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24 Jul

By Javas Bigambo

Kenya’s general election always fascinates, confounds, stirs and also dissuades most right-thinking observers in a manner that no other country in Africa is capable of doing.

Kenyan Flag: Election times always test our nationhood since independence.

During the peak of each election cycle, the electorate is dazzled with buzzwords of change and associated fantasies, moralist speechifying at campaign rallies against the backdrop of forgotten national and individual histories, and true to their nature, politicians celebrate public ignorance and amnesia like horses consume hay during the drought season.

Seventeen years since the turn of the century, Kenya’s politics is still wretchedly crippled by the vicious pains of tribalism, deplorable plunder and extensive wastage of public resources, favouritism in party primaries and nomination to parliament and county assemblies, reversed wisdom in campaign arguments, and guileful ploys to thwart accountability.

The 2017 election scarcely provides new options or new ideas. What is at play is a battle of craftiness between Jubilee Party and NASA coalition. They are using templates initially used in the 2013 and 20017 elections.

The creepy pursuit of populism and diabolical twists and turns in fleeting accusations and counter-accusations in the political playfield among politicians and political parties, bereft of ideology that must have died soon after the struggle for Kenya’s independence is evident in the lack of requisite ideological drive instrumental for constructive politics.

Javas Bigambo:There is no debate about the need for conscientious debate, and the only debate is about why it is not debatable that we are divided as a nation.

Examining and analyzing all the manifestos presented to voters during the campaign period goes further to depict how not-so-far-apart the political groups are. There are no hard positions on interventions that would create sharp differences to distinguish what each party would offer.

No, I am not pouring cold water on the efforts made by technocrats who penned the manifestos. The trouble is that what the technocrats believe in is not exactly what the political class believes in.

Kenyans are pained by the heightening levels of graft, cronyism, nepotism, flouting of procurement laws and guidelines, disregard for national values domiciled in the Constitution, and thirst for quick riches is the bane of our politics.

Majority of rural populations have refused to interrogate critical issues by examining hard-content with critical depth that would shame the spookiness of the political class.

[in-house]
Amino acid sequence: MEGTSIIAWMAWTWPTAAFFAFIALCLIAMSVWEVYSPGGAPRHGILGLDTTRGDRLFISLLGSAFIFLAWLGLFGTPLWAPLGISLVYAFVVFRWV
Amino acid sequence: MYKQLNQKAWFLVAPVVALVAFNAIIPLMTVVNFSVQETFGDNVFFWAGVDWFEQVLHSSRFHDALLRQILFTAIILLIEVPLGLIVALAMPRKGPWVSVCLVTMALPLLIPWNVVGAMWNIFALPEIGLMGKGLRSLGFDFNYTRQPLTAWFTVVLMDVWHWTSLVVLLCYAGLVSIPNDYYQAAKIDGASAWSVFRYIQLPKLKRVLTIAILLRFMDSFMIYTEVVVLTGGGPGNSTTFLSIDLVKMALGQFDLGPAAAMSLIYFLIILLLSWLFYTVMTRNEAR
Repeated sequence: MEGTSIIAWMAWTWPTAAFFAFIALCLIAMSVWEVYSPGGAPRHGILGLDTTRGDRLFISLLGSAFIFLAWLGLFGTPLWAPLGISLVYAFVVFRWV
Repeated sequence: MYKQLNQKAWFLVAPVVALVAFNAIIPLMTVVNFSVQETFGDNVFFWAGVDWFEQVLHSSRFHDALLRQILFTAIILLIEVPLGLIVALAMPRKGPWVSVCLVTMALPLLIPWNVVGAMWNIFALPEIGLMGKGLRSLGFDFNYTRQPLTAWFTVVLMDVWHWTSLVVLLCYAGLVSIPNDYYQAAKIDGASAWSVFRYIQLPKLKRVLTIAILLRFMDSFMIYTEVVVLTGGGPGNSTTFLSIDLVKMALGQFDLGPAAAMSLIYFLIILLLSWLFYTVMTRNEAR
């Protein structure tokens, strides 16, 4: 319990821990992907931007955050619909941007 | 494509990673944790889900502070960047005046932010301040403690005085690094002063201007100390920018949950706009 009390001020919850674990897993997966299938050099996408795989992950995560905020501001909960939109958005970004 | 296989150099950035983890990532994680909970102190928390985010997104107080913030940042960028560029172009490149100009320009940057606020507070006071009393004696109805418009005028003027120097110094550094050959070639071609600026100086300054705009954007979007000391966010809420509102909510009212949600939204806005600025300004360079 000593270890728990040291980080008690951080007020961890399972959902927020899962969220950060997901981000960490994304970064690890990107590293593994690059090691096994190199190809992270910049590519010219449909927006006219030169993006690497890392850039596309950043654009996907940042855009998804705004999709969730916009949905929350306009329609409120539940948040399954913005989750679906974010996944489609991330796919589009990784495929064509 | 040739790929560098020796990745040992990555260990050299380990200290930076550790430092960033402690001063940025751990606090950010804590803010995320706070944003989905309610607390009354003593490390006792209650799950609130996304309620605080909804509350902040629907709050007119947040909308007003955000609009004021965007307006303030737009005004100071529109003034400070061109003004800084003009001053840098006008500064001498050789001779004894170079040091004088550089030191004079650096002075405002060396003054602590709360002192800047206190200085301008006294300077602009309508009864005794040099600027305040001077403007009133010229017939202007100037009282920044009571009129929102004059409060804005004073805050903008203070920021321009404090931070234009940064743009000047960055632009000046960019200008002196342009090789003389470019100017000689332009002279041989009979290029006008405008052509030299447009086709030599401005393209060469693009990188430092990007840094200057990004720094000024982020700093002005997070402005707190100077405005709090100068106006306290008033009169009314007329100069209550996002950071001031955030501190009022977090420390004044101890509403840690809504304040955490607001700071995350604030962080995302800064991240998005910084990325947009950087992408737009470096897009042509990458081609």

There has been no critical and sustained insistence by the electorate to have Look at political parties castigate any governor under their party umbrella for misappropriation and plunder of devolved funds.

Look at how no political party is emphasising how local development is going to be exemplified by devolved government, and how they would upscale the oversight roles of County Assemblies to strengthen accountability and oversight at county level.

Look at how no one is immersed in discussing the need to strengthen social audits as a mechanism for enhancing public participation at the two levels of government.

No party is discussing the necessary boost that the Council of Governors needs so as to strengthen direct foreign investment to counties and strengthening of Public Private Partnerships for county governments.

See how no party is discussing the possible and necessary improvements needed to make the Summit and the Intergovernmental Budget and Economic Council more functional, platforms that most Kenyans know little about, and platforms that have left so much to be desired.

The cost of healthcare continues to be unbearable, health and economic welfare insurance remains slippery, and a preserve of the rich, and sustainable development seems to be a good fairytale.

The politicians are obviously on top of their game, and the pliably oblivious electorate is cheering the politicians on and on.

Kenya needs a new awakening. The prisoners of conscience and tolerance must take to the stage and upstage the grandstanding of the status quo, and drive out the agents of political intolerance.

In the 2017 election cycle, the second cycle since the advent of devolution, the only change that is evident is how politicians are deploying technology to throw mud at opponents, and lack of clarity to specific commitments once elected into public office. It is the Kenyans who stand to lose.